The first mediations began in May 2015, but those negotiations fell through. Jones said the outcome was disappointing, and it was made more difficult to accept because it happened at the time when Vigil started getting in to trouble with the law.

“It never occurred to me she was being affected,” Jones said.

The second round of negotiations began in December 2015. While further progress was made, those talks also came to a halt. The emotional toll on Jones continued to grow.

“The secrets were tearing me apart, the depths of deception in the church,” Jones said.

In 2016, Jones said the stress had mounted to the extent that she had a nervous breakdown. She left to stay in Denver, Colo. while her daughter remained in Gallup with Contreras and their young children.

Jones spent the latter half of 2016 doing everything she could to try and save herself and her family from the emotional toll brought on by the case. This culminated in Jones going public with her accounts, including appearing on the Santa Fe public radio series “Dark Canyon,” which investigates sexual abuse committed by clergy in the Archdiocese of Santa Fe, and it explains how these accounts are kept secret.

Despite her history with the church, Jones said she considers herself a forgiving person.

“I’m not gonna blame the church, but I made them aware of the effects on the family,” Jones said. “Everything I’ve done in that case was for my family.”

Despite the settlement funds dispersed to abuse victims, including Jones, she said the fallout from the case affected her entire family.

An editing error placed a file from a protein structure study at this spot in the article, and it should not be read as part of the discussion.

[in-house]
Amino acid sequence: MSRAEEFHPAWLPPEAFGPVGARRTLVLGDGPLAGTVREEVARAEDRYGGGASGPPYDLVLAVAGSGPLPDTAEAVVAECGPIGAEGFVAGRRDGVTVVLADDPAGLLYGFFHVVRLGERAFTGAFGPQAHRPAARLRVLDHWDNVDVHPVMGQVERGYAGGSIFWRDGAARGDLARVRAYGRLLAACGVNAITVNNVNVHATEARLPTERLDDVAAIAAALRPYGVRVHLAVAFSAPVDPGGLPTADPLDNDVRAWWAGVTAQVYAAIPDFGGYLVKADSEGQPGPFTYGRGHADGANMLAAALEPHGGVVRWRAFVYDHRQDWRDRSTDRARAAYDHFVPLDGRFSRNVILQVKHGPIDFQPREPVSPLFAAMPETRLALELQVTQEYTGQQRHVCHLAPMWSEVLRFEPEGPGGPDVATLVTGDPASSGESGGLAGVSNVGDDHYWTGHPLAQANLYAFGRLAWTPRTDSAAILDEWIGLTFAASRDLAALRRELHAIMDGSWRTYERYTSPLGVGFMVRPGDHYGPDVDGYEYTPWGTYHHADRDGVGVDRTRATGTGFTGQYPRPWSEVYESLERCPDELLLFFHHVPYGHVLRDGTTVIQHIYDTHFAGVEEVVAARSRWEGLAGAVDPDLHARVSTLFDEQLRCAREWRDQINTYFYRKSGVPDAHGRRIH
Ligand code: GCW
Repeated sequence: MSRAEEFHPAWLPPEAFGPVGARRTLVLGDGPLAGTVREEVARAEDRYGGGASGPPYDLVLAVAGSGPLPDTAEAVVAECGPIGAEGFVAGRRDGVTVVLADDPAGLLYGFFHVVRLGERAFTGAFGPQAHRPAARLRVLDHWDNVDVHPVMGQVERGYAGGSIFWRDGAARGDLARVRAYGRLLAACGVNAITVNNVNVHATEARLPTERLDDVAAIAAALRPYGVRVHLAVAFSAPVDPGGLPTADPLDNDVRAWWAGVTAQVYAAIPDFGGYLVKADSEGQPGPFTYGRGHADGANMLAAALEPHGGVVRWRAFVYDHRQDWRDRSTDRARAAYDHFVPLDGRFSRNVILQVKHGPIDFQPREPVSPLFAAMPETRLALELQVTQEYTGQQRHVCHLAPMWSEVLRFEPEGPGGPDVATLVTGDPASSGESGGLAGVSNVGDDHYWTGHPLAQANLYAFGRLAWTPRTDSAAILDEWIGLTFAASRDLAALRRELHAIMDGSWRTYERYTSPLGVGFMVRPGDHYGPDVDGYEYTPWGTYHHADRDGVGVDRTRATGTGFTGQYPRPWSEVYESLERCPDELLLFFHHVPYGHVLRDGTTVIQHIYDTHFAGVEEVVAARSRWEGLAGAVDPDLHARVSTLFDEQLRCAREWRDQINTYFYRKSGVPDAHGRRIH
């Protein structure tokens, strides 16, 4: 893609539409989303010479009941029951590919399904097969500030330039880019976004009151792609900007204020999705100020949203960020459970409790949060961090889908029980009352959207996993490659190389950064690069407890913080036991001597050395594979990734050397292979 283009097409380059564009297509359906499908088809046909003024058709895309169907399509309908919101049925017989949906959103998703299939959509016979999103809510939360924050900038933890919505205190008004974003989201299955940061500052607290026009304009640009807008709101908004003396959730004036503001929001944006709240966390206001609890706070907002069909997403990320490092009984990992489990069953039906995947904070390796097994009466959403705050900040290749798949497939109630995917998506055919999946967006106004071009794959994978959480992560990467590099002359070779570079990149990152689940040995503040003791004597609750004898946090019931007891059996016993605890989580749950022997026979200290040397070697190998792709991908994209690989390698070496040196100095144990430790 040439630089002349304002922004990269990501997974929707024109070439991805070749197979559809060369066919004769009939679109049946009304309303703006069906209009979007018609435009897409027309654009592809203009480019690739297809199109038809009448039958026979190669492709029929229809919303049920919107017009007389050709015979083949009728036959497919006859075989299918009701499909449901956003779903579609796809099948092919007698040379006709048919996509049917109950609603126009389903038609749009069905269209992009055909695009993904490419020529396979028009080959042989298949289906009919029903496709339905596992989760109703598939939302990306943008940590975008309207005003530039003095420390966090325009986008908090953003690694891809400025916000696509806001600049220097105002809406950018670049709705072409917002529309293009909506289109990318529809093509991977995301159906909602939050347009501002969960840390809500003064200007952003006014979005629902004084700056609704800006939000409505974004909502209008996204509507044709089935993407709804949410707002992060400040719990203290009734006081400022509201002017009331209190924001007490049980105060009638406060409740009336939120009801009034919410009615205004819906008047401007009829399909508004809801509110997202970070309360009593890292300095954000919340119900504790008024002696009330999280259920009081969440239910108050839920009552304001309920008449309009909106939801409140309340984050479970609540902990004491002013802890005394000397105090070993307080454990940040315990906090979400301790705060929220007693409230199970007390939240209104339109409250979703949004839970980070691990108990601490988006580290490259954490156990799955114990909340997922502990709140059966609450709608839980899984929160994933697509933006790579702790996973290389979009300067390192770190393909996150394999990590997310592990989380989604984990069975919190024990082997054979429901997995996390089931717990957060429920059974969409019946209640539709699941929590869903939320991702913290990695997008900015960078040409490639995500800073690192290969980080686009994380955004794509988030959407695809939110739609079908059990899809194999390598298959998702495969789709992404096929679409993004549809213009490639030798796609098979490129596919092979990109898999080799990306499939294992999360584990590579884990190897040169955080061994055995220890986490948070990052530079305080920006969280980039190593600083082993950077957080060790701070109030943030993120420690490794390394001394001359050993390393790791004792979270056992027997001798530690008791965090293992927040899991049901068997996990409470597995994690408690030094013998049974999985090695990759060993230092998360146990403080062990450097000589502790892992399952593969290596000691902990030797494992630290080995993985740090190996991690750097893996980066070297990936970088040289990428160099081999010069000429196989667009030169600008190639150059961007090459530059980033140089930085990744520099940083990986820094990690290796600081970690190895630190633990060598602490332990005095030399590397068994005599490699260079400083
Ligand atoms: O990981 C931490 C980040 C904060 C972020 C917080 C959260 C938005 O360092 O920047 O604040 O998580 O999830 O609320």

“I felt ostracized from my community,” Jones said. “Once people find out my name, they treat me differently.”

Jones left Gallup in September 2017 to start a new life in Phoenix. But life took a sudden and tragic turn, when on Sept. 19,  Vigil was officially marked missing out of Williams Acres, N.M.

“Danielle left Gallup on foot; when she was last seen in Gallup, all she had were the clothes on her back. Her important papers like identification were left with Nery,” she said.

Meanwhile, Amador, the mother who’s caring for the tragic couple’s children in Gallup, feels the publicity about Vigil’s disappearance could hurt, more than help because of Jones’s involvement in the high-profile priest sex abuse case.

“You need to be careful doing these things,” Amador said.

But, Amador shares Jones’s sentiment of continuing to do everything in their power for the sake of their families.

“We’re fighting for the kids. I don’t want them to be in foster care,” Amador said. “No one else in Danielle’s family shows up to fight for them.”

Jones said she will do everything in her ability, including taking continual trips to Las Vegas, until her daughter comes home.

“Until everything is gone, I’m going to fight for my daughters and my grandchildren,” Jones said. “I saved myself, it’s up to me to save my children and grandchildren.”

By Cody Begaye
Sun Correspondent